Join Steve Nelle for an in-depth discussion in this video Applying and retrieving materials, part of 3ds Max: Textures and Materials.
Let's take a look at a couple of different techniques to both apply materials to a scene and to retrieve them back on the material editor. Now, as far as applying a skin that you've built, you have got a couple of different methods to choose from and getting that material into your scene. To show you those choices, I am going to be using a file named Apply and Retrieve. If we go ahead and open up the Material Editor, you'll see that we have got a handful of different skins here that we want to throw into our scene. The easiest method of application is going to be a simple drag-and-drop. So let's do this. We will take the pattern we built in the upper left hand corner of the Editor and drag it directly on to the bottom part of our pen.
Let's take the material directly to the right of that. That kind of bluish green skin, and we will apply that on the top portion of our pen. Then we'll select the black material, top row on the right, and we will pull that to the bottom part of our pen. Okay, if we give it a render, we can see how things look. Now when you don't have maybe such a clear shot at correctly pulling the right object, you can instead select the object in the view, then use an icon command that offers a little more precision. Let's do this. Before showing you that, why don't we enlarge our Perspective View? We will position our mouse where the viewports meet waiting for the four-arrowed cursor to show.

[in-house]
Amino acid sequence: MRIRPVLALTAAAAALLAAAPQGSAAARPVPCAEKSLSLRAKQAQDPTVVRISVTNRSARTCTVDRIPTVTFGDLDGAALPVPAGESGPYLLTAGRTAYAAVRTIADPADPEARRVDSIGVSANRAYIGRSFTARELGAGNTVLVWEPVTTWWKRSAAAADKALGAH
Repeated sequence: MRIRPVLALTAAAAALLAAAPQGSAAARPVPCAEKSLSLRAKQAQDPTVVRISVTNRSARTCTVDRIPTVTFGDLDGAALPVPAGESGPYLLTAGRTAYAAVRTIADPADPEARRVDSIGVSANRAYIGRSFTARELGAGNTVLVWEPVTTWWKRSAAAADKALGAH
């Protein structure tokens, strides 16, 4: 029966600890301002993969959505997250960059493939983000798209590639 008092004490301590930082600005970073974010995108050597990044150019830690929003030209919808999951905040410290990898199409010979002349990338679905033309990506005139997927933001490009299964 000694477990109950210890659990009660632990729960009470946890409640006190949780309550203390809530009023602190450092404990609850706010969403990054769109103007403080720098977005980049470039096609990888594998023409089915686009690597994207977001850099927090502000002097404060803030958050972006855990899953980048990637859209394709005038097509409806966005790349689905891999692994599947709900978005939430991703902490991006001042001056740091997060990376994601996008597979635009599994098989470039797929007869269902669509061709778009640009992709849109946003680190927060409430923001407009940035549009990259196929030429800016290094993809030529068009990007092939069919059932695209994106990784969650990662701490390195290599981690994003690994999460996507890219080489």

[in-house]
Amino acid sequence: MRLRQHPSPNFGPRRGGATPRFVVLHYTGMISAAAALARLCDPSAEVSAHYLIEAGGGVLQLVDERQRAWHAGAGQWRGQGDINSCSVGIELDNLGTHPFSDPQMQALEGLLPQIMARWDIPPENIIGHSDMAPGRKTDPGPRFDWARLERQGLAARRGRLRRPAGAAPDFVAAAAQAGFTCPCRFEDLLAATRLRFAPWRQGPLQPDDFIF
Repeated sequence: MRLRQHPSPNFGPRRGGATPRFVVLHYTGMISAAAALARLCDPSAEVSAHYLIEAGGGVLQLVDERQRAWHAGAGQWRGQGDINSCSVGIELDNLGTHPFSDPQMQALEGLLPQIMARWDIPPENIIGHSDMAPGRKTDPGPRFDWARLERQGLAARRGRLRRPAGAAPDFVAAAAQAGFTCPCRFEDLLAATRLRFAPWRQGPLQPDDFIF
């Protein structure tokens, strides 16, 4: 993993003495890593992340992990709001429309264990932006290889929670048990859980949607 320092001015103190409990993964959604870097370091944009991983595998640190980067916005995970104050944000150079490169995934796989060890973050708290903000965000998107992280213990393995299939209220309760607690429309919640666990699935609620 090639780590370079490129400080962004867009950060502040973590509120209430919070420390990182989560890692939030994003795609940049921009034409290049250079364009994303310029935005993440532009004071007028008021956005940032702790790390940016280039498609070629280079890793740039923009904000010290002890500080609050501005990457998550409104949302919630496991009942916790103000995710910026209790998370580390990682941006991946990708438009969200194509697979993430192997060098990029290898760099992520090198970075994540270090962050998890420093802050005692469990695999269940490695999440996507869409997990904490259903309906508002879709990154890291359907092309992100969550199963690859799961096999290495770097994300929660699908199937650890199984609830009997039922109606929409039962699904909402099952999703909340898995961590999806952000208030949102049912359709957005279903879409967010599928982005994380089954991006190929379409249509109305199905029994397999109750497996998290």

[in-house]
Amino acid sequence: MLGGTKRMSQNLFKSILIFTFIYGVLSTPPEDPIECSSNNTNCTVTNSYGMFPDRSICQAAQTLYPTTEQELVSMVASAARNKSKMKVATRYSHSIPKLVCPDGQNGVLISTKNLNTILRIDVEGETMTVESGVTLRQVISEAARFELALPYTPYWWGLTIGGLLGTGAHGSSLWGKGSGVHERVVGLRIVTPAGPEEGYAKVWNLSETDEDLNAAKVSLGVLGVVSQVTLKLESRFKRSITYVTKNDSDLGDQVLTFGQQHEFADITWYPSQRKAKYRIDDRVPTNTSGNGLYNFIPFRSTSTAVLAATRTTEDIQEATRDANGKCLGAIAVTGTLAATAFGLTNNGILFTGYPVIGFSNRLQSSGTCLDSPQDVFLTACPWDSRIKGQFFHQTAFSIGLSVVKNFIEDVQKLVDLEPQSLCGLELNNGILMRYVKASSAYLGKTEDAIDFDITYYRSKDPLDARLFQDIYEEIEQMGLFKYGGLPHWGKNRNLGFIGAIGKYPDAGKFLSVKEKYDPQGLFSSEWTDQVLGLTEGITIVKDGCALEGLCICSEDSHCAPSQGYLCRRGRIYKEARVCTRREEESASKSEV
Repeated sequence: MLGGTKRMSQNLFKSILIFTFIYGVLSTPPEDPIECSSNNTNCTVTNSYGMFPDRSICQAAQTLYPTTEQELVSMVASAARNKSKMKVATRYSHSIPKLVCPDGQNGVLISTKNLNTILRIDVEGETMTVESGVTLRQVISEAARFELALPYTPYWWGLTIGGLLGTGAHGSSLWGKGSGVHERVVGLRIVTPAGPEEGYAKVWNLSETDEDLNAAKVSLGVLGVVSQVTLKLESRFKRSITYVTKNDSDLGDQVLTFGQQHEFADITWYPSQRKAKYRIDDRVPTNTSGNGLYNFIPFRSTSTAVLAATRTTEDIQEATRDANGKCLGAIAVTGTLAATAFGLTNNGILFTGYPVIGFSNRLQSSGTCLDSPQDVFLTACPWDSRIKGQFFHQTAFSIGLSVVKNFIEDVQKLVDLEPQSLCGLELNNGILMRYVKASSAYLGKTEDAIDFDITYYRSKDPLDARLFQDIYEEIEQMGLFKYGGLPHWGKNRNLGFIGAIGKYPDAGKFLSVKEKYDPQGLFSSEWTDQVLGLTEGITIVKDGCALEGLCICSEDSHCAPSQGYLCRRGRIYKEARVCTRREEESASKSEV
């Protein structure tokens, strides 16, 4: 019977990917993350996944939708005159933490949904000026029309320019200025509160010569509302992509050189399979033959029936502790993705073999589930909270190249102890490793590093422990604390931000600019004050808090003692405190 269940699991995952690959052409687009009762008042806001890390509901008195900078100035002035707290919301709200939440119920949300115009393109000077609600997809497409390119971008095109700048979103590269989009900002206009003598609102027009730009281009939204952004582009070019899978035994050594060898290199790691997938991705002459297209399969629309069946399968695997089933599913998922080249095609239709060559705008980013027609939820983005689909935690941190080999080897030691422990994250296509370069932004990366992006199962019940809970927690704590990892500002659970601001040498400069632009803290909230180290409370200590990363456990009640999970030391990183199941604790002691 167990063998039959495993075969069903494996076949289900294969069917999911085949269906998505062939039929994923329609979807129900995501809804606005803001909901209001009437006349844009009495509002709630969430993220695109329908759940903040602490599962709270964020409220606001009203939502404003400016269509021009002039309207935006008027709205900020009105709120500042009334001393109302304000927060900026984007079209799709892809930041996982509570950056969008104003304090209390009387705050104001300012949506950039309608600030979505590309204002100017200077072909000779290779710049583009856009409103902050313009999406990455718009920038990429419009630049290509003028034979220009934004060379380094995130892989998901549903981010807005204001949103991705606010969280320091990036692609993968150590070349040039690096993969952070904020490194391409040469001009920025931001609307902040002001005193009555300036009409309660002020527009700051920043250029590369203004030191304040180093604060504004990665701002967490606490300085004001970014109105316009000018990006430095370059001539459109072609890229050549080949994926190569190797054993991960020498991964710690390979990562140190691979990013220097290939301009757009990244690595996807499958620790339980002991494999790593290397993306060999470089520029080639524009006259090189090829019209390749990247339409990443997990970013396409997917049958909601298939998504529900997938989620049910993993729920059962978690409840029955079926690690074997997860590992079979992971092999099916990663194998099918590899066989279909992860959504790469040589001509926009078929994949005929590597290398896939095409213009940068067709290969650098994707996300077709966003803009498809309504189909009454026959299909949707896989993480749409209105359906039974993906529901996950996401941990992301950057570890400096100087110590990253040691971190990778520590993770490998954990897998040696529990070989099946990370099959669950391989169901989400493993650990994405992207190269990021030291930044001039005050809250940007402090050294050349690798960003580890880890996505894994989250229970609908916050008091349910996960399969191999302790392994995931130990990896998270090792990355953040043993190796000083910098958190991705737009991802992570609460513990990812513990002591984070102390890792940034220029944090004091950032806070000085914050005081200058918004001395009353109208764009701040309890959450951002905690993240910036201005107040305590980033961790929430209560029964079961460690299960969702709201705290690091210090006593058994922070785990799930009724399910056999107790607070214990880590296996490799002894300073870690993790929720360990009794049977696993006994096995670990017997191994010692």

Then holding the left mouse down, we will simply drag that up to the upper left. Okay, in the viewport, let's now select the clip on the pen, and we can then select the chrome ball at the lower right hand corner of the Editor. Now the command icon we are looking for is located on the horizontal row of icon below the sample slots. It's third in from the left. Holding the mouse in position reveals the name Assign Material to Selection. Go ahead and click that. Now once doing so, you'll notice the white triangles that are now placed around the chrome ball in the sample slot.
This indicates that we have made a good connection with the clip. Let's render it out to verify that. Now let's make a multiple selection of both pen's band around the middle and then the tip where the ink would come out. To do that, we will click on the band, we will hold the Ctrl key down, then we will click on the pen's tip. Now we could certainly again go back to the Assign Material to Selection button, but watch what happens this time when we drag-and-drop. Drag the chrome ball and drag it to the band around the middle of the pen. Now because we have two objects selected, we can assign the chrome material to either only the object that we dragged to or the entire selection.
Let's choose Assign to Selection. Now to select the metal ring at the top near the button, we will go ahead and choose H for the Select by Name command. From the list we will select Cap and we will go back to clicking on the Assign Material to Selection button. One last object, we'll select the button at the top of the pen. Return to the Editor, clicking on the pink skin, and we'll again use the Assign Material to Selection button. Let's render that out to see how things look.